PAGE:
Apr 1, 2021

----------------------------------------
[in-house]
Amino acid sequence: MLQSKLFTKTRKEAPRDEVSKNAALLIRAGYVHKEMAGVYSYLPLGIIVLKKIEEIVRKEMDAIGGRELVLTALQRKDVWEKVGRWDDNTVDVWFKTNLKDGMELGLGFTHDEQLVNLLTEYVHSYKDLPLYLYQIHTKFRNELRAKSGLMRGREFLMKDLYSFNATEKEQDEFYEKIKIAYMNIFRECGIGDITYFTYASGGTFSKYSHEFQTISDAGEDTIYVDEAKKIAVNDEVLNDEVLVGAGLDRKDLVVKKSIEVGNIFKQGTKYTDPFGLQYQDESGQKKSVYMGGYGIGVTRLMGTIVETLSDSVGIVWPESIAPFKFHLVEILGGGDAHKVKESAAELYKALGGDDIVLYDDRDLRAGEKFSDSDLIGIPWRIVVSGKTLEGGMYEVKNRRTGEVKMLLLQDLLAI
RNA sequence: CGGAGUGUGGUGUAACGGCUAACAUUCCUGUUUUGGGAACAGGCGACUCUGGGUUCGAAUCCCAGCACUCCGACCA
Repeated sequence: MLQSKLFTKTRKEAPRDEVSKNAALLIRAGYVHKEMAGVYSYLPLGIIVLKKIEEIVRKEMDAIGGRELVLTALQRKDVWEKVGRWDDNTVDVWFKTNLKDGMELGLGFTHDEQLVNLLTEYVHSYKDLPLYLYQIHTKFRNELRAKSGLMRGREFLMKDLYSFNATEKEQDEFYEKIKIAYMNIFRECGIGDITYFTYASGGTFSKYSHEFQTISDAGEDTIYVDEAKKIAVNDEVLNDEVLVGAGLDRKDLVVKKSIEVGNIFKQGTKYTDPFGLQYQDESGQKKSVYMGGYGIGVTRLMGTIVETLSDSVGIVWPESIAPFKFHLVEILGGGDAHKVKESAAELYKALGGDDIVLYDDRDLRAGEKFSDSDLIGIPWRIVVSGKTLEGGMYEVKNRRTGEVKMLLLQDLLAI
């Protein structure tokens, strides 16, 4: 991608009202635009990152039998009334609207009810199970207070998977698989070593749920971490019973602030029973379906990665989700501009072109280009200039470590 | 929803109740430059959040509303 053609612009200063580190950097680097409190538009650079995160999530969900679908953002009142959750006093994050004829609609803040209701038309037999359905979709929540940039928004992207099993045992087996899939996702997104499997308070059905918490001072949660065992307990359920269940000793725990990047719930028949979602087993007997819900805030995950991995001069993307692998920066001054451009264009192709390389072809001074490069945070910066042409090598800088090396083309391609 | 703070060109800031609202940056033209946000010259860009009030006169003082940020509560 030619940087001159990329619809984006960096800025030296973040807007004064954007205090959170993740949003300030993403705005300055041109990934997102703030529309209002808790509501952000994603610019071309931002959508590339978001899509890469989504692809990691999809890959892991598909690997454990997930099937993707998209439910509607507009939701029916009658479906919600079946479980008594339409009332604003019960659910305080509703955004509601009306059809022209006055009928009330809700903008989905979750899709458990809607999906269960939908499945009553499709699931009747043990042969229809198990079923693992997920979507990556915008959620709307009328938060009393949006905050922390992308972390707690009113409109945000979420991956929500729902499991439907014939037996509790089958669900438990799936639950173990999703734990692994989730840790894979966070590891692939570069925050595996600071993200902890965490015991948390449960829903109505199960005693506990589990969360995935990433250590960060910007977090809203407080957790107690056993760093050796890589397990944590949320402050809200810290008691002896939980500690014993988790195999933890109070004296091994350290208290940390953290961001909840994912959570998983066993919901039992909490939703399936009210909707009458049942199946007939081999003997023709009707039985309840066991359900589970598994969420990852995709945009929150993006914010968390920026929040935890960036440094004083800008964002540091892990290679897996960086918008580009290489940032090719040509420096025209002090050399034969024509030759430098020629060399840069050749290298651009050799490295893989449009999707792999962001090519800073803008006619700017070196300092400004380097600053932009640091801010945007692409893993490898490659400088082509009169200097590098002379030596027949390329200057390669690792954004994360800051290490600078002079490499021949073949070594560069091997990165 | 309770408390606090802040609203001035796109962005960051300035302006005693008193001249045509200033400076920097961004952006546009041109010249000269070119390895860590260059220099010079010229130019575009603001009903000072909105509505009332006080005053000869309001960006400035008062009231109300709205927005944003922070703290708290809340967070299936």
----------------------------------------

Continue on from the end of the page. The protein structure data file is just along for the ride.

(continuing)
In 2008 the oversupply of Sauvignon Blanc coupled with the financial crisis lead to trialing shaking to remove berries in New Zealand for the very first time. A few years later, the New Zealand Winegrowers Society funded a three-year grant to test the impacts of shaking on dropping fruit, wine quality, and botrytis. Mark Allen of Allen Vineyard Advisory explains that because shaking the vine four to six weeks after fruit set does cause some damage to the canopy and berries, pathologists assumed that the shaken vines would have a higher incidence of botrytis. They were surprised that they did not. In fact, the botrytis levels were markedly less in the shaken vines than the control. Trials have found that shaking reduces botrytis at harvest by at least 50 percent plus the cost is significantly less than dropping fruit. With increased resistance to chemical controls, good wine quality, and cost efficiency, shaking shows a lot of promise.
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